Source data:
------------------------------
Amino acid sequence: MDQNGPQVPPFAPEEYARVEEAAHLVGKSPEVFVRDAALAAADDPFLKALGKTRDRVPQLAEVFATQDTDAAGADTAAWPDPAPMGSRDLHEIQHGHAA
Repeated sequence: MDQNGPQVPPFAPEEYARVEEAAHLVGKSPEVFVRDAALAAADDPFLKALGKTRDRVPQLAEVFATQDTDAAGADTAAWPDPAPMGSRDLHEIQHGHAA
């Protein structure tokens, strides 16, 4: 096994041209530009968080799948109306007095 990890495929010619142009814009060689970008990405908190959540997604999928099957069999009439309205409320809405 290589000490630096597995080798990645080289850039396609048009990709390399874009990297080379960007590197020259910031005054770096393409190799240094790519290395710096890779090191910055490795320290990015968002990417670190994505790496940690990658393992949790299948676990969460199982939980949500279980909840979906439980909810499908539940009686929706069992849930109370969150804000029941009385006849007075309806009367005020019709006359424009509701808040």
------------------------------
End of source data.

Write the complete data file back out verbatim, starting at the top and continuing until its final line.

Amino acid sequence: MDQNGPQVPPFAPEEYARVEEAAHLVGKSPEVFVRDAALAAADDPFLKALGKTRDRVPQLAEVFATQDTDAAGADTAAWPDPAPMGSRDLHEIQHGHAA
Repeated sequence: MDQNGPQVPPFAPEEYARVEEAAHLVGKSPEVFVRDAALAAADDPFLKALGKTRDRVPQLAEVFATQDTDAAGADTAAWPDPAPMGSRDLHEIQHGHAA
């Protein structure tokens, strides 16, 4: 096994041209530009968080799948109306007095 990890495929010619142009814009060689970008990405908190959540997604999928099957069999009439309205409320809405 290589000490630096597995080798990645080289850039396609048009990709390399874009990297080379960007590197020259910031005054770096393409190799240094790519290395710096890779090191910055490795320290990015968002990417670190994505790496940690990658393992949790299948676990969460199982939980949500279980909840979906439980909810499908539940009686929706069992849930109370969150804000029941009385006849007075309806009367005020019709006359424009509701808040």